Riot Headline 10 Exciting Books to Read this Summer
Comics/Graphic Novels

Catching Up on Comics Trades vs. Book Series

This content contains affiliate links. When you buy through these links, we may earn an affiliate commission.

Katie McGuire

Staff Writer

Katie McGuire loves nothing more than to talk about superheroes and spies with anyone who will even half-listen. She is currently an editorial assistant at Pegasus Books. She has a BFA in Writing, Literature, and Publishing from Emerson College, and the dozens of half-finished manuscripts that come with it. She currently lives in New York (the state, not the city), following four years in Boston and a brief sojourn to a castle in the Netherlands. She sometimes remembers to post about her self-fashioned reading challenges at her blog, I Have Things to Say, and she's much better at updating everyone on her current likes and dislikes on Twitter @katiemickgee.

I don’t usually invest in a series of books for three main reasons: 1) I quadruple check to make sure I’m reading the books in order, which makes me anxious; 2) I’m awful at remembering what I read in previous books and how it might relate to what comes next; and 3) I don’t like waiting for my stories to continue. Which is why it came as a bit of a surprise for me, once I started purchasing and collecting them more seriously, that I enjoyed reading comics.

I have a bad habit of purchasing both books and trade paperback collections of comics in bulk, whenever my paycheck allows. I save up online carts and wishlists and Goodreads to-read shelves until I can’t help myself (or I get a coupon). I then convince myself I’m absolutely going to read the latest shipment of books just as soon as they get to my doorstep. But then there’s undoubtedly another book I’m already reading, or work to be done, or a social engagement to attend. I fall behind and forget what I was planning to read next. And then a slew of the next season’s books catch my eye…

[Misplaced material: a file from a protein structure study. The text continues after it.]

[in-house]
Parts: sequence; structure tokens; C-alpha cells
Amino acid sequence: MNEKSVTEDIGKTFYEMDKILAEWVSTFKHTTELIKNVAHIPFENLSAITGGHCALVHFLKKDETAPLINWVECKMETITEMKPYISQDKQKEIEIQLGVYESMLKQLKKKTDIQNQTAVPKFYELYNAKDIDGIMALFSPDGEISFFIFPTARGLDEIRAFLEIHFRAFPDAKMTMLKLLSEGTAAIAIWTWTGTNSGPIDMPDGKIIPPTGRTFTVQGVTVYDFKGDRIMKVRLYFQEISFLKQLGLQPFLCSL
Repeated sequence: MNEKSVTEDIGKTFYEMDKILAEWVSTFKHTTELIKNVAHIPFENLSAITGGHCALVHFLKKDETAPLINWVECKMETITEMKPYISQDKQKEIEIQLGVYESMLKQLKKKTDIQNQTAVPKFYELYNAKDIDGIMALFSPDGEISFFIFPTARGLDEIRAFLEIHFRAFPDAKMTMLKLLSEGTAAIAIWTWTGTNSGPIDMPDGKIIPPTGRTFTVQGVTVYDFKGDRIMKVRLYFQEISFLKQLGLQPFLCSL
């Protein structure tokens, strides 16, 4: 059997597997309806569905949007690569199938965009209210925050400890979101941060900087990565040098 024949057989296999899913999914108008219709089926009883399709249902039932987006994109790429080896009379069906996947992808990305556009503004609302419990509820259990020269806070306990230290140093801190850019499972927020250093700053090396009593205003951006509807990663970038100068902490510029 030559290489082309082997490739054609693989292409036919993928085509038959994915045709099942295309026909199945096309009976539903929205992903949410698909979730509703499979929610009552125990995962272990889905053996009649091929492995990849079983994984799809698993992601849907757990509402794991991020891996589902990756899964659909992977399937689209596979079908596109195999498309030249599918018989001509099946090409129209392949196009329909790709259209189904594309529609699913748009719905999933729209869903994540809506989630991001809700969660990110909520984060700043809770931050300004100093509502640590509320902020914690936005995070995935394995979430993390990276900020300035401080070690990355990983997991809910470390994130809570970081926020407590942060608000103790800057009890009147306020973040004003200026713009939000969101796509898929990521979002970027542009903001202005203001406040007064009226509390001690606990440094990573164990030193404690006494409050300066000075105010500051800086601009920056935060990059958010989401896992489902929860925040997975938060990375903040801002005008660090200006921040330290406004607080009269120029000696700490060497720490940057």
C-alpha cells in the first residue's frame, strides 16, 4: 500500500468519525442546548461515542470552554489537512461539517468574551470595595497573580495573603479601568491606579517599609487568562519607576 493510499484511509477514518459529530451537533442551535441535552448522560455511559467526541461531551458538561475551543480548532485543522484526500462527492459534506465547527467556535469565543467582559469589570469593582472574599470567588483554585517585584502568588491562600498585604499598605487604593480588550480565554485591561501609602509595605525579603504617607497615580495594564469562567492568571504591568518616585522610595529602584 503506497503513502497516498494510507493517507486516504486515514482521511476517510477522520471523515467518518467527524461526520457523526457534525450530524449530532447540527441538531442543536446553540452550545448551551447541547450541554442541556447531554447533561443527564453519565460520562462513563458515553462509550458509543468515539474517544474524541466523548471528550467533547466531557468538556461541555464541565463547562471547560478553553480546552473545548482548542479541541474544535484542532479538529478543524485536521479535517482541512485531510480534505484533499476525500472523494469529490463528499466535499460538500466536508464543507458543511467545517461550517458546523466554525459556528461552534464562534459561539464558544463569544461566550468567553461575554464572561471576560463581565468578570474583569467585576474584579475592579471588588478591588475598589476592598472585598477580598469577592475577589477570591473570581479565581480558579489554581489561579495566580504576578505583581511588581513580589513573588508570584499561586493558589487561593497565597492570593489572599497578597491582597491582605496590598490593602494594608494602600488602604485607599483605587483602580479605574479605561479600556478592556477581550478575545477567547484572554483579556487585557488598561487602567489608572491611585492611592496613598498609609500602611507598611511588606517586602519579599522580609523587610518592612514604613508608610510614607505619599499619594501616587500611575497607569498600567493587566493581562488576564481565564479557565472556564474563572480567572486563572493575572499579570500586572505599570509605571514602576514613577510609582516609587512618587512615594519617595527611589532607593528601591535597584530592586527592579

Recently, I spent a weekend catching up on trades. I barely made a dent in the stacks of comics waiting to be read, but I still managed to get through nine volumes of recently purchased trades. Some were one-offs or the first volume in a series I’ve been meaning to read, but more were continuations of stories I picked up months—if not years—ago. And as I found myself staring down volume 2, 3, or even 7 (looking at you, Saga, you beautiful beast), I realized that I didn’t quite remember where the heroes had left off.

Now, here’s another fun fact about me: I’m lazy. I don’t always remember what I read in the last issue or volume, but I also won’t go back and reread. On my last catch-up-a-thon, I literally had all the resources I needed (i.e. earlier volumes) stacked up right beside me, but I just frowned at them and then dove into the new trades, confident that the pertinent details would come back to me.

As I began reading, I found that I did remember most of the previous stories, or at least enough to understand what was going on. And I started thinking about why that was—and why I was more willing to give a comic series a shot when I find book series so overwhelming. Before reading volume 7 of Saga, I didn’t really remember what happened in volume 6 any better than I remembered what had happened in Harry Potter and the Half-Blood Prince before diving into Deathly Hallows when it first landed in stores. But that didn’t stop me from reading, understanding, and being utterly broken by the continuing adventures of Alana, Marko, Hazel, and the rest of their motley crew.

It seems to me that, when it comes to comics, it’s more palatable because it’s simply the nature of the beast. The medium is presented in issues (or collections of issues). The issues land once a month (or every few months) and trades show up a few months to a year after the fifth issue or so. That’s what we get to work with. A book series might only be a trilogy while a comic series can run for hundreds of issues. Yet, for me, the comics—spanning years in publication time, though perhaps only months in story time—feel less terrifying.

I think there’s also a certain amount of pride that goes along with being able to think back on your weekend and realize you caught up on 35 issues of assorted comics. That can mean you got to enjoy 35 different stories. Some people might be able to read 35 books in that same amount of time, but I’m definitely not one of them. So I’ll just keep hacking away at my list of trades, and maybe once I’m caught up on those, I’ll finally undertake a great re-read-a-thon.